Catching water when it rains
Since 2006, German and Namibian researchers have been working on technologies to enable a round-the-year water supply for rural communities within the framework of the CuveWaters research project led by ISOE –Institute for Social Ecological Research. This project collects and stores rainwater will be transferred officially to the community of Epyeshona next week.
Various pilot plants have been built since the start of the project in 2006 at several sites in Owamboland in close cooperation with the local population taking the pressure off the central water supply system.
The project stores rainwater that is collected on roofs and on ground catchments areas in undergound bunkers. The rainwater is collected during the rainy season and then utilised during the dry season. The project supplies both potable and irrigation water. The vegetables produced are either used for own consumption or sold at local markets, to increase local self-sufficiency and generate income.
The local cooperating partners are the Ministry of Agriculture, Water and Forestry (MAWF), the Outapi Town Council and the Desert Research Foundation of Namibia (DRFN). Besides Epyeshona there are project sites in Outapi, Iipopo, Akutsima and Amarika.
The rainwater harvesting plants in Epyeshona started as pilot plants that were developed by the Technische Universität Darmstadt and have been used successfully since 2010.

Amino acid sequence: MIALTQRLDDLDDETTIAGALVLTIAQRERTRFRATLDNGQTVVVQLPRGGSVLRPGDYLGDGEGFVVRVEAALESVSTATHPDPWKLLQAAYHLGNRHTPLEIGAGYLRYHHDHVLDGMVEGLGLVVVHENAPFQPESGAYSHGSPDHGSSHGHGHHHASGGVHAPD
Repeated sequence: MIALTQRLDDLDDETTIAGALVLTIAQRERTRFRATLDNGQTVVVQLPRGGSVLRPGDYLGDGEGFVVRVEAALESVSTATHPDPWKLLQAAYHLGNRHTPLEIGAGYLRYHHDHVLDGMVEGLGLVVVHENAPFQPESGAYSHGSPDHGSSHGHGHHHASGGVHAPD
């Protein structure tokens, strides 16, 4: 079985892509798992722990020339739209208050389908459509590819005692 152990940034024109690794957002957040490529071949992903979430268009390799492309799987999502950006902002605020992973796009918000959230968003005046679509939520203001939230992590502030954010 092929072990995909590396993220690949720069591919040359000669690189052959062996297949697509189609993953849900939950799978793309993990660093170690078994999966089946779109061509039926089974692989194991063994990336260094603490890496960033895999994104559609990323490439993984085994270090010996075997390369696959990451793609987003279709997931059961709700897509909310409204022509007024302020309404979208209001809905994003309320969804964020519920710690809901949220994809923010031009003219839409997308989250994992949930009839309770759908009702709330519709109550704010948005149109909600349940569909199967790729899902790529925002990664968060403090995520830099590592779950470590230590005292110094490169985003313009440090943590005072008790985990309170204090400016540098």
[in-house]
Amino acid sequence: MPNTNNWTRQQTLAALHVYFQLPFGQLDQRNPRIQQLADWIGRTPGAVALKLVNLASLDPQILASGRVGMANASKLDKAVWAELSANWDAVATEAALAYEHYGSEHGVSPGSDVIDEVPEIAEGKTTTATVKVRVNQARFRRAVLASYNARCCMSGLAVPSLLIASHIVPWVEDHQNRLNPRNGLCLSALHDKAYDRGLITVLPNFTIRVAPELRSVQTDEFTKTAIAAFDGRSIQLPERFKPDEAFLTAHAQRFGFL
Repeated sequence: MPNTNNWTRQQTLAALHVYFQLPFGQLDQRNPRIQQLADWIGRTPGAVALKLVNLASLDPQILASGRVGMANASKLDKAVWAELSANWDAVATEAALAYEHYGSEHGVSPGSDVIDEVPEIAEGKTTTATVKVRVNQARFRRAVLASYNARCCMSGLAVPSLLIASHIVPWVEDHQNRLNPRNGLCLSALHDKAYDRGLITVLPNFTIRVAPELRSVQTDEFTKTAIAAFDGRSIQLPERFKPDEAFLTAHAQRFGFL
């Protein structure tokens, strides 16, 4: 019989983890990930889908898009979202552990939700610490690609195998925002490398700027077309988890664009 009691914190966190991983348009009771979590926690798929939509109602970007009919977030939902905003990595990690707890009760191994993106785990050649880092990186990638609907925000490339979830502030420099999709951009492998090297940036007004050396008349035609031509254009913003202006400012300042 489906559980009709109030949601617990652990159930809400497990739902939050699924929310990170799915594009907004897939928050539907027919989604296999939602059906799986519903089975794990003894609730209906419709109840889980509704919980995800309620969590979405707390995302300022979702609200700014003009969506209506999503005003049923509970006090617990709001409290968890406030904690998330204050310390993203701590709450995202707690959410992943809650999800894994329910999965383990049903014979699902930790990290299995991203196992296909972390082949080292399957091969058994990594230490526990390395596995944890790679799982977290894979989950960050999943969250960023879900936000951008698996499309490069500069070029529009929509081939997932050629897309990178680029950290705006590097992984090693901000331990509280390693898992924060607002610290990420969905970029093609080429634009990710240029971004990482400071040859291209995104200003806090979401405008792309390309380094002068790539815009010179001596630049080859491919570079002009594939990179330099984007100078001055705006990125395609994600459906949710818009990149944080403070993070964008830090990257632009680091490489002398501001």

Also within the scope of the project several households received household retention tanks from which small gardens can be irrigated close to the houses. In the communal approach rainwater is harvested from a ground catchment area and then used for irrigation by the community.
The water is stored in tanks and ponds of different materials and can then be pumped into smaller raised tanks when needed for the drip irrigation system.
The users also sell vegetables on the market. “Our village really changed, our village now is so very developing because some of the houses have a garden”, says Emerita Iipinge, the acting Headwoman of Epyeshona and a participant in the project.
”Even a small garden for tomatoes or for spinach or green pepper, guavas, mangoes and some trees, can be watered. Now the people understand how they can plant and how they can make their own food” Iipinge said.
“All farmers were trained in agriculture and in efficient water use. [This is an] example for German Namibian cooperation. The fact that we succeeded in establishing rainwater harvesting in this region is an excellent result of the close cooperation with the local population”, commented project leader Thomas Kluge from the ISOE.
He described the storing of water as a strategy to mitigate the risks of climate change. “With the help of small-scale plants like these our project demonstrates how natural water could be tapped sustainably in other dry regions of this planet as well”.
The joint project is funded within the Integrated Water Resources Management programme by the German Federal Ministry of Education and Research. It is part of the Funding priority “Sustainable Water Management”.